The intensity of radiation decreases logaritmically after a nuclear detioation (first it halves, then the remaining half halves, and so on). The 7:10 rule of thumb is the easiest way to approximate this type of calculation, and the numbers were chosen to match real world data.

The rule of thumb is saying that when 7 times as much time has elapsed, the radiation has gone down 10 times. So if it is 10x the deadly dose after 1 hour, it’s 1x the deadly dose after 7 hours, and 0.1x after 14 hours. Deadly doses are more complicated than this, but this is the basic idea.

Are you talking about the rule of thumb for nuclear radiation exposure?

If so, it lets you estimate how much exposure there will be in the future if you know the current exposure rate and how long since the explosion. Multiply however long it’s been since the explosion by 7 and you can divide exposure by 10.

>**The 7:10 Rule of Thumb**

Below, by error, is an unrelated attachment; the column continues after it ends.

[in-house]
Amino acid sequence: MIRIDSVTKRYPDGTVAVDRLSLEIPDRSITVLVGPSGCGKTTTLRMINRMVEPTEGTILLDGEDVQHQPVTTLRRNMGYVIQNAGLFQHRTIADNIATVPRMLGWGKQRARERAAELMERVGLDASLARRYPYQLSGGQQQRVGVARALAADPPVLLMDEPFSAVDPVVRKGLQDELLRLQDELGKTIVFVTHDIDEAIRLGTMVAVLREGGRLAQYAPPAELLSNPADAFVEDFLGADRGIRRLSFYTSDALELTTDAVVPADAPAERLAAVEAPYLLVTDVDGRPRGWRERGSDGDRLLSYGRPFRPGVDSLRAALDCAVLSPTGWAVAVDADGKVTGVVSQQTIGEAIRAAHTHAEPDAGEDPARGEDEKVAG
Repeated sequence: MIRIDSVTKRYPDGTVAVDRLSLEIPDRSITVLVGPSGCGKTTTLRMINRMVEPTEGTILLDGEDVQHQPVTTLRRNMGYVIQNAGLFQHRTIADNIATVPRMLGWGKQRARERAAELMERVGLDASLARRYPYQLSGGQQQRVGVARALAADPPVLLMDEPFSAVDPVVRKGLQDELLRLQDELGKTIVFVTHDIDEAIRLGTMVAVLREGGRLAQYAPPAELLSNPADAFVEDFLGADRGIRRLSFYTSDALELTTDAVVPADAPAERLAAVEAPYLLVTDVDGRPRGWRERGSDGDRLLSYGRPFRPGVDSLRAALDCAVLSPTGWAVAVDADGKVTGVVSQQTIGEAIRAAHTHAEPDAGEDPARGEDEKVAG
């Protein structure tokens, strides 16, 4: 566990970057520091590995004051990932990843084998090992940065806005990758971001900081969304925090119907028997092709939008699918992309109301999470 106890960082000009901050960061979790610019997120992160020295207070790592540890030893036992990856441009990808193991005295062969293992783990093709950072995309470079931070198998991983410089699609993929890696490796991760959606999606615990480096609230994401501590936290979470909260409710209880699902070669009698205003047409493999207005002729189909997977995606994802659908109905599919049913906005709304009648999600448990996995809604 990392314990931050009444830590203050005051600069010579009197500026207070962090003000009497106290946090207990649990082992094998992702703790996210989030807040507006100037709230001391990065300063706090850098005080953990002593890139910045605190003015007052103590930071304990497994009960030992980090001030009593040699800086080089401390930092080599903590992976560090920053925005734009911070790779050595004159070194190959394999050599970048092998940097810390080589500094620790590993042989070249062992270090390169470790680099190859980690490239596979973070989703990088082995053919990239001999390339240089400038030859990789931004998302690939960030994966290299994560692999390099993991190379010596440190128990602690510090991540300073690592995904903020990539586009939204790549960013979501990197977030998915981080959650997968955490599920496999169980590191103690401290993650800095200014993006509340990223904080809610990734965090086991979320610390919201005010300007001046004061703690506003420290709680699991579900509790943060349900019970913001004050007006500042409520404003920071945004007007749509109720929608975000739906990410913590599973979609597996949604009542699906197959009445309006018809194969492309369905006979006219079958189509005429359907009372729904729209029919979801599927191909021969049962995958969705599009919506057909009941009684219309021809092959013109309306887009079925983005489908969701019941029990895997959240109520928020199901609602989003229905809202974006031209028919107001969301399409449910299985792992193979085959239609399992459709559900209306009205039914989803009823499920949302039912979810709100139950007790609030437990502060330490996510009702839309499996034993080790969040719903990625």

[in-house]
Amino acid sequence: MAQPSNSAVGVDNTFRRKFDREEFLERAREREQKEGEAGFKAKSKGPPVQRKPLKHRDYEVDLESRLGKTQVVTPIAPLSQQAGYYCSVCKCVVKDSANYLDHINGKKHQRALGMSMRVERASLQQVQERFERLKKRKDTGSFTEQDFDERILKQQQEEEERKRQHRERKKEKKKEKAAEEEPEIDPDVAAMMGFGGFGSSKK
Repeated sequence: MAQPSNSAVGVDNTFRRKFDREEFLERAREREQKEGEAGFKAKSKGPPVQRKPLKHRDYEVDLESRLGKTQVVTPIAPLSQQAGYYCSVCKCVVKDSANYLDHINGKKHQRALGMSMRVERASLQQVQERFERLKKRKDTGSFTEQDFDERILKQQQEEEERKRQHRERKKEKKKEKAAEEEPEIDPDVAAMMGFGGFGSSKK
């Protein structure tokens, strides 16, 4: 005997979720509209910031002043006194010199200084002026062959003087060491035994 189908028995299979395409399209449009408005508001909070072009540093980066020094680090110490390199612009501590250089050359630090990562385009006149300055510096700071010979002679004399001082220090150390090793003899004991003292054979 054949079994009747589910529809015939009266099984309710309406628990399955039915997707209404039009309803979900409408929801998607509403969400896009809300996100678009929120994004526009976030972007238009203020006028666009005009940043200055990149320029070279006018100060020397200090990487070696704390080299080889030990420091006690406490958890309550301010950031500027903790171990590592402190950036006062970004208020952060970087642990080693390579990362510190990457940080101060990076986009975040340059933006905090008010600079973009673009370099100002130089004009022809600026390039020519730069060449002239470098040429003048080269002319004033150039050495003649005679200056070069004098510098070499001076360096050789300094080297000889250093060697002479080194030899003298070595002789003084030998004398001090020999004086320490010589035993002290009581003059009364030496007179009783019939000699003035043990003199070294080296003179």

>From the exposure rate determined by a survey instrument, future exposure rates may be predicted from a basic rule known as the “7:10 Rule of Thumb.”

>The 7:10 Rule of Thumb states that for every 7-fold increase in time after detonation, there is a 10-fold decrease in the exposure rate. In other words, when the amount of time is multiplied by 7, the exposure rate is divided by 10. For example, let’s say that 2 hours after detonation the exposure rate is 400 R/hr. After 14 hours, the exposure rate will be 1/10 as much, or 40 R/hr.

https://cdp.dhs.gov/shared/se/courses/default/AWR-923-W%2005122021%201.2-20210512144644/groups/394.html

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